On January 22, 2020, Planters released a teaser for its Super Bowl LIV commercial featuring Mr. Peanut, Wesley Snipes and Matt Walsh. The trio was shown hanging onto a branch after accidentally driving the Nutmobile off a cliff to avoid an armadillo, with Mr. Peanut electing to let go and fall to his death onto the Nutmobile, which then explodes. The company's social media outlets stated that his funeral would be the subject of Planters' Super Bowl ad.[19][20][21]

Planters suspended the campaign shortly after the Calabasas helicopter crash on January 26, which killed all passengers including former NBA player Kobe Bryant. They eventually resumed the campaign with the Super Bowl commercial, which showed Snipes and Walsh presiding over the funeral of Mr. Peanut, also attended by fellow mascots Kool-Aid Man and Mr. Clean. Kool-Aid Man's tears combined with sunlight cause a new, younger incarnation of Mr. Peanut, dubbed "Baby Nut", to grow from the soil.[22]

After the premiere of the commercial, the Planters Twitter account was used to make posts in character as Baby Nut. It also retweeted posts from several Baby Nut meme accounts created before the ad aired, prompting Twitter to suspend them under the presumption that they were created by the company's agency to manipulate the platform in violation of its terms of use.[23]

The campaign faced a mixed reaction from viewers, while comparisons were drawn between the character and other juvenile incarnations of characters seen in media, such as Grogu and Groot.[24][25] Explaining the intent of the campaign, a spokesman for Planters' advertising agency cited the examples of superhero deaths in the Marvel Cinematic Universe for how such a death could connect with viewers and potential customers.[26]

In August 2020, a continuation of the campaign launched, where Baby Nut is revealed to have aged into a 21-year-old young adult, "Peanut Jr."[27] This decision resulted in much more volatile reactions than Baby Nut's campaign, with a tweet encouraging others to block Peanut Jr.'s account becoming viral.[28]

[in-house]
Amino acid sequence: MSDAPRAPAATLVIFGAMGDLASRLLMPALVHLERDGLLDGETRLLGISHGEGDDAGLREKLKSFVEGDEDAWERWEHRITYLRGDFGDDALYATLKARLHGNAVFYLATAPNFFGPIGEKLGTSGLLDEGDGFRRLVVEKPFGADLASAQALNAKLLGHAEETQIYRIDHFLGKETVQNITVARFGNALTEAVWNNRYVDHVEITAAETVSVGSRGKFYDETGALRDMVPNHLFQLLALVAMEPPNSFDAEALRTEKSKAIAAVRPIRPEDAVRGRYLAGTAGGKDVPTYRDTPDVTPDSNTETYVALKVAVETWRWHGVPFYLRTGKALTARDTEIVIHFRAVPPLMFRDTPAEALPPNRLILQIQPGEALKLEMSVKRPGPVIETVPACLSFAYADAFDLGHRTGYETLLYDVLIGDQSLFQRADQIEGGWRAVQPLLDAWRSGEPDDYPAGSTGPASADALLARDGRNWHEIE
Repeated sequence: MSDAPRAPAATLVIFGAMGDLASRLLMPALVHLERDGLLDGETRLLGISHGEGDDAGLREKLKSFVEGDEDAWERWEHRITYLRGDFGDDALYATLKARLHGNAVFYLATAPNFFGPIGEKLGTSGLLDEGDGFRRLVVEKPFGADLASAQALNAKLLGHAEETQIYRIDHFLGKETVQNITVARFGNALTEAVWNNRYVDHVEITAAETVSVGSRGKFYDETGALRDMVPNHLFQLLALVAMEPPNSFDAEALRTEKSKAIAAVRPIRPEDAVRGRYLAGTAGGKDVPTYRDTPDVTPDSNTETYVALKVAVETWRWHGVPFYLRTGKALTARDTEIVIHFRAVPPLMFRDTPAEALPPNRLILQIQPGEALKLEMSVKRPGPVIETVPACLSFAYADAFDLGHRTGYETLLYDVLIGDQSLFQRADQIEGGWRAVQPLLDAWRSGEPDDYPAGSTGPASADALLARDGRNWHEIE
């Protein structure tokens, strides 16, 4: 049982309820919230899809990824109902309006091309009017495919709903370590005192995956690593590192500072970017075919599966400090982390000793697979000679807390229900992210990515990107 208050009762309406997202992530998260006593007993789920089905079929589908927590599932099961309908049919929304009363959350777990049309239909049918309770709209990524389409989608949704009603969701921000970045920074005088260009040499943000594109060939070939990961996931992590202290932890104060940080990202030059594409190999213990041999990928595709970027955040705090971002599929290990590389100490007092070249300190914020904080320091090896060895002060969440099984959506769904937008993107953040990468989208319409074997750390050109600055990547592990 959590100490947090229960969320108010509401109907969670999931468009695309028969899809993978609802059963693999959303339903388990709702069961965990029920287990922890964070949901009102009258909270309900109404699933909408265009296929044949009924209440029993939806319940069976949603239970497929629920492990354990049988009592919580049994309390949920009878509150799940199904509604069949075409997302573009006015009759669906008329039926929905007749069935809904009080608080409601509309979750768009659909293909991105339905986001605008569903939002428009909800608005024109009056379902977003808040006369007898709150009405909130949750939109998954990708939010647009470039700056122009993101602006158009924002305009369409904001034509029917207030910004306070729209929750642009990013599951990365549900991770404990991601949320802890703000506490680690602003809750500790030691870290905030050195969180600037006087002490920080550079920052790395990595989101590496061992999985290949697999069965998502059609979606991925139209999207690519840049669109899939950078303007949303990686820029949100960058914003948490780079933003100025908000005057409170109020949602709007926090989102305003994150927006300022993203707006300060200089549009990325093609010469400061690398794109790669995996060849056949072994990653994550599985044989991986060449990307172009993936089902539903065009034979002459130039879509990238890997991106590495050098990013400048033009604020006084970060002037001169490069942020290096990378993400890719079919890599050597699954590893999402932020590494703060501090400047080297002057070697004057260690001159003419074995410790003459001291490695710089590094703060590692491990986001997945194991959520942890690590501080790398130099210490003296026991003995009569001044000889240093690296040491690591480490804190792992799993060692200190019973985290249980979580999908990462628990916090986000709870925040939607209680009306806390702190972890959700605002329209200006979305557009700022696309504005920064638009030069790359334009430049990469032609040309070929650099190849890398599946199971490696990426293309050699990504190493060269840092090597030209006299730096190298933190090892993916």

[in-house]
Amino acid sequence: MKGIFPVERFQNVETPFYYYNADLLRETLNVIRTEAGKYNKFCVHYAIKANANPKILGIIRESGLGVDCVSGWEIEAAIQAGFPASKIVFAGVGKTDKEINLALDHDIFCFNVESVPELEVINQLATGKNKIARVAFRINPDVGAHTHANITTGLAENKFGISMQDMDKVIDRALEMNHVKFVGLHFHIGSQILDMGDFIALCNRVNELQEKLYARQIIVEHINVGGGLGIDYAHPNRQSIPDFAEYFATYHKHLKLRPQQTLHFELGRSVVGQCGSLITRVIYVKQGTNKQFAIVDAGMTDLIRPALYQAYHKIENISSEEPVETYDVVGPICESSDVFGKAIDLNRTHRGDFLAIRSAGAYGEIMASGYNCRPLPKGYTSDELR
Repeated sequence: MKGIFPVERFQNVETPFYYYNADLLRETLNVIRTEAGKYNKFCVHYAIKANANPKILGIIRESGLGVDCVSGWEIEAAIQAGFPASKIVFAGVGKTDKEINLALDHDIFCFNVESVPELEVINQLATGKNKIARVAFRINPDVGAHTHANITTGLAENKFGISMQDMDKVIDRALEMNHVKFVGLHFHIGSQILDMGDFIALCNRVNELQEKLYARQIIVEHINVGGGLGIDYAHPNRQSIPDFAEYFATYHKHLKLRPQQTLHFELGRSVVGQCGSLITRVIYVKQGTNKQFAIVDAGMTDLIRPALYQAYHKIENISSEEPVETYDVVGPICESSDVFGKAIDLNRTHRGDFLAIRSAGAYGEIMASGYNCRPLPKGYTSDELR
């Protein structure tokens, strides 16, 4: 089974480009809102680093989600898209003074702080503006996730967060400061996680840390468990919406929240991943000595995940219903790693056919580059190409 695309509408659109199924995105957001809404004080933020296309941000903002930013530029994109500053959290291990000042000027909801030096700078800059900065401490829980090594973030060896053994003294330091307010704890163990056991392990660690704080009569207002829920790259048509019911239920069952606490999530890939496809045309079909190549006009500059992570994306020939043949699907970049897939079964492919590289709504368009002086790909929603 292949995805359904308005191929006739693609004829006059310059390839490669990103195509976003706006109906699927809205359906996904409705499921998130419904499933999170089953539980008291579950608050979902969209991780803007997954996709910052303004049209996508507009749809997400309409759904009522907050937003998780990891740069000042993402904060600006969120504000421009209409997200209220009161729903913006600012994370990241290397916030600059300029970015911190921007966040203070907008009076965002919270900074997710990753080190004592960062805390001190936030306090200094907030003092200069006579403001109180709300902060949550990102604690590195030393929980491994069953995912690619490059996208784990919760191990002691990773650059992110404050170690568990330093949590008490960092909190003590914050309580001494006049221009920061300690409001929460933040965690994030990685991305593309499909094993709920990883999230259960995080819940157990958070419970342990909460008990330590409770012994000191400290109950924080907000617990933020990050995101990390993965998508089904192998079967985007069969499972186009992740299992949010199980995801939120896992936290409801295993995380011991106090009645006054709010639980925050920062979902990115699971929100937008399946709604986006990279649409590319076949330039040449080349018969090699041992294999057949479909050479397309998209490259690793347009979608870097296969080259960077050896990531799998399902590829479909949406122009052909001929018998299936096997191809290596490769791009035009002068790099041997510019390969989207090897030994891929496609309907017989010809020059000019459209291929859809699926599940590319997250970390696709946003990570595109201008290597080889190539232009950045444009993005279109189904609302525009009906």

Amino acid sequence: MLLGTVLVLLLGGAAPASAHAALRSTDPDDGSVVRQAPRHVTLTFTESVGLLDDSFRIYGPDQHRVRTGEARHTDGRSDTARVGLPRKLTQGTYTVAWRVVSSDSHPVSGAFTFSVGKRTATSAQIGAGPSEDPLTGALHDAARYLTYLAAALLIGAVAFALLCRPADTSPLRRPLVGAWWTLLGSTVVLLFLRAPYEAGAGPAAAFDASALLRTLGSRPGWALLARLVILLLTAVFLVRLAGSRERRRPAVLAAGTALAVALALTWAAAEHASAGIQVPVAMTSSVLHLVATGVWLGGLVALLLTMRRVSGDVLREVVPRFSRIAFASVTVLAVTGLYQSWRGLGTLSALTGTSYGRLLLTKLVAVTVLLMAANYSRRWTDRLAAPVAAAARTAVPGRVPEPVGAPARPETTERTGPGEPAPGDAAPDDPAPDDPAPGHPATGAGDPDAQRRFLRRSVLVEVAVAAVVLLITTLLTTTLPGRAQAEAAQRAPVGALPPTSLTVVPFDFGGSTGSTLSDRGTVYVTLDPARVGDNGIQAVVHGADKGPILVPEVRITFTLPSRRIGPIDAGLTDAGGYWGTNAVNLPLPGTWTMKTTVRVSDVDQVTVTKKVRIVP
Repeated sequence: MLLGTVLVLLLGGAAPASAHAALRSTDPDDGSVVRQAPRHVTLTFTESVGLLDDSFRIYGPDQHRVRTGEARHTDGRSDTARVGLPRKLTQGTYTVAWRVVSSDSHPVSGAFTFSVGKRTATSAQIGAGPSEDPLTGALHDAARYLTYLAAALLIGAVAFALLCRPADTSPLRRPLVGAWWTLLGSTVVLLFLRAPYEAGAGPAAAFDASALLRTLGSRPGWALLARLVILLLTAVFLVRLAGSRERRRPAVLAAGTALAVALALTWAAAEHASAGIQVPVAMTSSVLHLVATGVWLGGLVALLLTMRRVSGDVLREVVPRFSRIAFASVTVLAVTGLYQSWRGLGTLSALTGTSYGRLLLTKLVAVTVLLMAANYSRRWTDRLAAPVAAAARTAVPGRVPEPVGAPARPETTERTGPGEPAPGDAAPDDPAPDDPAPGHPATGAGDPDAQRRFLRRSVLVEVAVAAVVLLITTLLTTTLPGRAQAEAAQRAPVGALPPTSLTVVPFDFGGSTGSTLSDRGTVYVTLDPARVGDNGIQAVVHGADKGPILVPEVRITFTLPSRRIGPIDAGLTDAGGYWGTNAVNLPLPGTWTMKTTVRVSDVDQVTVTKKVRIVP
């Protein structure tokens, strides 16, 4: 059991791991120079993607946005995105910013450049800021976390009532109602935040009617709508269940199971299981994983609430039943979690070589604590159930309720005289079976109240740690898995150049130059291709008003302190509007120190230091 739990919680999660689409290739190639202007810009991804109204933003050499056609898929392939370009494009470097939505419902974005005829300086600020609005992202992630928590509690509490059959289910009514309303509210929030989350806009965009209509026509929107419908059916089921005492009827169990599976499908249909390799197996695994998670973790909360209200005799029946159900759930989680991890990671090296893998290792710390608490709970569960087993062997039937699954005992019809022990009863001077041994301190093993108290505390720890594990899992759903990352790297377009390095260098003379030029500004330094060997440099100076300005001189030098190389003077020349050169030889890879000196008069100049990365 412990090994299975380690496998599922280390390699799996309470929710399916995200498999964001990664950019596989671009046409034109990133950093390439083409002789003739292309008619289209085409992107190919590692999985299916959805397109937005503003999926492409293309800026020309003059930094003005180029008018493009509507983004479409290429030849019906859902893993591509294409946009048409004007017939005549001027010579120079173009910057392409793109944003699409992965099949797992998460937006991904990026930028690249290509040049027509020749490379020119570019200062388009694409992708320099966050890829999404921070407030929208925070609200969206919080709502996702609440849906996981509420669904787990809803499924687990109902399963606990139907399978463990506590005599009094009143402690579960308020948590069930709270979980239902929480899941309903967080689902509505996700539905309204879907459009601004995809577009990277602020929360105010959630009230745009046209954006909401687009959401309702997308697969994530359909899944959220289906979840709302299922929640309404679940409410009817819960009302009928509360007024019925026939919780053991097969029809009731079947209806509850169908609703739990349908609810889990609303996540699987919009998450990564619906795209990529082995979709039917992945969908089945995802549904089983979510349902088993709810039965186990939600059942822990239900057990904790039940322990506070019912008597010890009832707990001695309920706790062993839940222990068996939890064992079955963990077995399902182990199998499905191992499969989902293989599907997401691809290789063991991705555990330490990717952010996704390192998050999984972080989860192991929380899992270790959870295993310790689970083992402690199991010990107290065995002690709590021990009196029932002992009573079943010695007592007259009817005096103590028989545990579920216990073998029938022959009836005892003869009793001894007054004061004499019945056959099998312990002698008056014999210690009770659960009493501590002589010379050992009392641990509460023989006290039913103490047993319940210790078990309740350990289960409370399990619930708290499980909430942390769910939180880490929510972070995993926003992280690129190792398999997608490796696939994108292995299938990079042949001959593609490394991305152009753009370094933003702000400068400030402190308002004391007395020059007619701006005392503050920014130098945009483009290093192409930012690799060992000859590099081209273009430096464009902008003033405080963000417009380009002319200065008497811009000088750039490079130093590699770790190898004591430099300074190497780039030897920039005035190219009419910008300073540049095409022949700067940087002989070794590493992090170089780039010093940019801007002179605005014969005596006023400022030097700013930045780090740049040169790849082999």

A Nut Above, 2021 refresh[edit]

The Baby Nut campaign ended in February 2021, with Mr. Peanut returning to adulthood; Planters announced it would not "spend $5 million dropping (the character) off a cliff"; the company introduced a new campaign, "A Nut Above", and announced that it would highlight people "who made the world a little less nutty" in 2020.[29] In preparation for the sale of Planters by Kraft to Hormel, Planters relaunched the Mr. Peanut character in May 2021 with new commercials depicting a two-dimensional, animated version of the mascot, and focusing on the nutritional qualities of its products.[30]


In the 2010 novel Mr. Peanut by Adam Ross, a man fantasizes about killing his peanut-allergic wife by force-feeding her peanuts.[31] "He poured out a handful and ate them and then wiped the salt from his empty hand on his pants. He looked at the chipper Planters Peanuts man tipping his top hat hello and thought about how one bite could kill Alice dead."[32]

The artist Vincent Trasov, dressed as Mr. Peanut, ran as a joke candidate in the 1974 Vancouver, British Columbia civic elections.[33]


  1. ^ a b "The Official Twitter of Mr. Peanut". Twitter.com. Retrieved July 19, 2019.
  2. ^ Sparks, Hannah (January 22, 2020). "Planters announces Mr. Peanut dead at 104 after heroic act". New York Post. Retrieved March 11, 2022.
  3. ^ Tomshinsky, Ida (May 20, 2013). The Chronicle of Hats in Enjoyable Quotes: History of Fashion Accessories Series. Xlibris Corporation. ISBN 978-1-4797-9909-1.